Thursday, February 17, 2022

A Radical Proposal (Part II) Follow-Up

Last week, I proposed, without explanation, the names of six abilities – Strength, Knowledge, Willpower, Dexterity, Constitution, and Acumen. Readers quite reasonably assumed these abilities were intended as replacements for those in Dungeons & Dragons. In truth, they're part of my process of thinking out loud about The Secrets of sha-Arthan setting that I'm continuing to develop, albeit more slowly than I'd like. Now, the rules for Secrets are based heavily on those of D&D, specifically those found in the Basic and Expert rulebooks (and their closest contemporary clone, Old School Essentials), so there's a fair degree of overlap. Nevertheless, most of my thoughts on these matter pertain specifically to this current project of mine, even if there is applicability to D&D more generally.

After further thought and reading many of the comments posted to that post and related ones, my thinking continues to shift. However, in the interests of furthering what has proven to be a very useful conversation – and I'd like to thank everyone who's offered their own thoughts – I wanted to explain where I was coming from when I put together that last of six abilities.

Strength: Of all the ability scores in D&D, this is the one with which I have the least issues. I believe a measure of a character's physical strength is much needed, especially in a game where melee combat plays such an important role. In addition, I want some way to measure how much weight a character can carry unaided and this seems as good a way to do it as any other I've seen. 

Knowledge: I've long been unhappy with Intelligence as an ability. Most of the time, it's taken as a measure of how much a character knows. Look, for example, at its only explicit use in OD&D, namely, how many languages a character can speak. Given this, I thought it made some sense to shift the ability into something closer to education, both formal and informal. 

Willpower: I think I now favor the term "Will," but the point remains that I dislike Wisdom even more than Intelligence. Wisdom has always been a weird, catch-all ability, simultaneously being the prime requisite for clerics and a gauge of a character's resistance to magic/mental attacks and his perceptiveness, among other things. It's a mess and I thought focuses on the mental fortitude aspect made the most sense, especially given that sha-Arthan has no cleric class.

Dexterity: I kept this one around mostly out of tradition. Its long association with missile combat seems reasonable and, being a Holmes baby, I can't help but imagine it as being important to the determination of individual initiative (even as I now favor simpler group initiative). Then there's the matter of defensive bonus introduced in Greyhawk about which I am ambivalent. If I had better ideas, I might change or eliminate this entirely.

Constitution: Part of me wants to roll this ability into Strength to create a new one, like Physique or something, but, again, the pull of tradition kept it around. I am conflicted about the hit point bonuses for high scores (since I prefer lower hit point totals overall), but I do like "withstand adversity" and its later developments. 

Acumen: Empire of the Petal Throne has no Charisma score and that's probably influenced my thinking in replacing it (there's also the way other RPGs treat the matter). Instead, I opted for a broader ability that measures a character's ability to "read the room" to facilitate advantageous social interactions, whether to persuade, intimidate, or deceive. This is better suited to the kinds of campaigns I run, which include lots of diplomacy and intrigue.

This was my thinking when I wrote my post last week, but, as I said above, my thoughts remain in a state of flux. I have some vague notions now to cut down the abilities to five and associate them with sha-Arthan's elemental system and/or the saving throw categories. I also have equally vague notions to expand the list of abilities beyond six to include additional qualities I'd like to see quantified. It's all frankly a whirl at the moment and it may be some time yet before I've seen my way through to ordering my thoughts. For now, I continue to muse.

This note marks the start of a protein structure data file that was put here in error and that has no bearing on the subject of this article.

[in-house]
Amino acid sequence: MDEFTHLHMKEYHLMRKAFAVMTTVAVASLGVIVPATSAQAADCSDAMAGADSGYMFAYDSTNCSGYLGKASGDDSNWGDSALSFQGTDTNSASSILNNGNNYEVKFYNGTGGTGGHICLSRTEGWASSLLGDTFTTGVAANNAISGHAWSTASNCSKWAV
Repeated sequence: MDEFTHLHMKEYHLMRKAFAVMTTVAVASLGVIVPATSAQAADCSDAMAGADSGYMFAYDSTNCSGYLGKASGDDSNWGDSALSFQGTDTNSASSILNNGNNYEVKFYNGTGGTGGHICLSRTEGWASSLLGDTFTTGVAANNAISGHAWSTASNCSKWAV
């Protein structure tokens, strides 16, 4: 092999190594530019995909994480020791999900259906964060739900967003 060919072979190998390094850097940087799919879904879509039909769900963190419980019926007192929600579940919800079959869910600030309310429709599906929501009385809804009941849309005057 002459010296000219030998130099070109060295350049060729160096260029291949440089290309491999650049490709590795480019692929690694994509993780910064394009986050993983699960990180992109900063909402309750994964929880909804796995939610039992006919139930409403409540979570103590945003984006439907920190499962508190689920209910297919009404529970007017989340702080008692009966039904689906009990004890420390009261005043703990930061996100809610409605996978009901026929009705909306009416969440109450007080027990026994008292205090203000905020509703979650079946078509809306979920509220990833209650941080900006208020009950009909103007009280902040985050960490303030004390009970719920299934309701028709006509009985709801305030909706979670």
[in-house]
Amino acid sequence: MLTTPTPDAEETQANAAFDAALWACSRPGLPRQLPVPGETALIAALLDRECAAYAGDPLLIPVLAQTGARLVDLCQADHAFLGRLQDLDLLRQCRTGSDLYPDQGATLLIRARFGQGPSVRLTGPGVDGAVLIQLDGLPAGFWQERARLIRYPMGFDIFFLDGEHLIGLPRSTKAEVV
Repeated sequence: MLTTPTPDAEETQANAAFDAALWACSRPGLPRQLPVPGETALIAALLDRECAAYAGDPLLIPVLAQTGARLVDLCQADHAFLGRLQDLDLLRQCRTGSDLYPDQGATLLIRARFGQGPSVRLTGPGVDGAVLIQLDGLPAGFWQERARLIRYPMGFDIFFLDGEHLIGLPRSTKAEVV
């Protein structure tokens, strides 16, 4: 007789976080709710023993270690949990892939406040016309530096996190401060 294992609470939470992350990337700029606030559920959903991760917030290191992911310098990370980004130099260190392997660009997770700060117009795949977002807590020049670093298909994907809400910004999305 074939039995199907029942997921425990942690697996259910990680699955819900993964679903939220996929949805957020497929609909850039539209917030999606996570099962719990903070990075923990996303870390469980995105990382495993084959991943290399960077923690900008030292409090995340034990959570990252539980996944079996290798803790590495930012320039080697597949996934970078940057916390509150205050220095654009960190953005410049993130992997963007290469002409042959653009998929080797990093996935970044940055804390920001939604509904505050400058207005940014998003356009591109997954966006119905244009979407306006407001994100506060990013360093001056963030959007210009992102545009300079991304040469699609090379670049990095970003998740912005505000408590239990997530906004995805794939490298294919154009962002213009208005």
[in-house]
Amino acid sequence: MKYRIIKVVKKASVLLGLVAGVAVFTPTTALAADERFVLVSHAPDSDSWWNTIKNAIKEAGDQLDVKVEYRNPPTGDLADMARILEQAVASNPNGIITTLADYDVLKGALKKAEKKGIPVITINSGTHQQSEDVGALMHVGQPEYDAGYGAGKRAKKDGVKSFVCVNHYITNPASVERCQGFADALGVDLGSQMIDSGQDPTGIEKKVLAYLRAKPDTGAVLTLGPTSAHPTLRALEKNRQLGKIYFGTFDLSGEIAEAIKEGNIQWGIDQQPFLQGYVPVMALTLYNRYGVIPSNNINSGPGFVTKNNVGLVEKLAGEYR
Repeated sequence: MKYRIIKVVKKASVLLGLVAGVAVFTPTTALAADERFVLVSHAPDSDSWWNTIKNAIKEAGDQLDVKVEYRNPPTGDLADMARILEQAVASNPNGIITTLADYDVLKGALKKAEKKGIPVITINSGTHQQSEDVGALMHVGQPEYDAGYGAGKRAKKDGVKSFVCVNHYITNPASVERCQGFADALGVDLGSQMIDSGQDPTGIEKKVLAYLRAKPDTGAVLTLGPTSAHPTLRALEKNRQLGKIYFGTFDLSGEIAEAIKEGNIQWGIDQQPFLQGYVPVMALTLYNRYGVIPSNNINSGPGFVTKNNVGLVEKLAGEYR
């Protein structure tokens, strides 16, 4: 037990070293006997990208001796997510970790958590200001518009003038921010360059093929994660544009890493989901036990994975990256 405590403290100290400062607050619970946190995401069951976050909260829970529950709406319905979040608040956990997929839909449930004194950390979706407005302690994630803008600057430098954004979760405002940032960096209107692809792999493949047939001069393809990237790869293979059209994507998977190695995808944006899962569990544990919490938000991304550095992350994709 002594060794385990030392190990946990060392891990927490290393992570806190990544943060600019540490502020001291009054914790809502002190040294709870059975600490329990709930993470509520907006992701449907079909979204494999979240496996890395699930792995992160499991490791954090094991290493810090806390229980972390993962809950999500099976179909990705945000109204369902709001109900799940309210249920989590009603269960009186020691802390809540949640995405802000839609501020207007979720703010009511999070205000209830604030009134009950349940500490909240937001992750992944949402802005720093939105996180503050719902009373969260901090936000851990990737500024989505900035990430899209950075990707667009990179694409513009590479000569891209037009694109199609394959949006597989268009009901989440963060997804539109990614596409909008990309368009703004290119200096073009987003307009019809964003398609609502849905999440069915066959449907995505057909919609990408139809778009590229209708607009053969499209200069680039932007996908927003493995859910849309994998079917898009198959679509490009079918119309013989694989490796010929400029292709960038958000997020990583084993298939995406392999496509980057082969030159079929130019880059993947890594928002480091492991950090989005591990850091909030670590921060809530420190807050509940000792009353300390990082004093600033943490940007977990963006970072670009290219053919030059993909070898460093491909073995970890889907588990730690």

1. So my philosophy is that I want PCs to describe what it is they want to as their character. Not in a general sense but in specifics, like picking up an object, moving to a location, swinging a weapon, crafting an item, talking to the NPCs.

    If the outcome is uncertain or there are consequences to failure, then they need to roll. The factors that influence the roll beyond the average odds of success are:
    1) The innate qualities of the character, i.e. attributes.
    2) What the character has learned represented by skill or level.
    3) The circumstances of the moment, the environment, the time constraints, etc. Represented by modifiers or a modified roll like advantage or disadvantage.

    So the rules I create are with this in mind. How character are defined, how rolls are made and so on.

    You may have a different outlook. In which case state a bunch of "use cases" represent things you expect to happen in your campaign. Figure out which factors and what details you want handed. And that will inform you as what you need in order to define a character and how players can roll.

    Basically backtrack from what you want to see happen to actual statistics and mechanics.

    The result can be as detailed or abstract as you need it to be.

    The other big thing to consider is how much metagaming you want to see. Metagaming in this instance is doing things as player in a campaign not as a character within the setting of the campaign.

    For example several RPGs and games want the game to have a pulp feel and have mechanics that the player uses as a player in the campaign to help foster that feel. It not an ability or attribute of the character the player is playing.

    I generally dislike metagaming but there are several games and folks who made it work and made it work well. I prefer to let the setting speak for itself and the feeling is creating from what the players would naturally do if there were there as the characters.

  2. I honestly deeply dislike "dexterity" as a modifier for missile attacks-- aiming a bow and arrow is a specialized skill, and has nothing to do with walking on a tightrope or picking pockets, which are things dexterity also gets associated with. If anything, make "nimbleness" a stat revolving around acrobatics and stealth, and make missile combat bonuses come purely from external sources like classes or diegetic training or even feats or something.

    constitution is also made-up bullshit and ought to be folded into Strength fr. what does someone with low Dexterity, low Strength, but high Constitution even look like? someone like Rasputin, maybe, who looks wiry and unassuming but can chug down cyanide like water, but that's a weird fucking edge case better represented by external sources-- classes, feats, diegetic shit-- than the core stats of the game.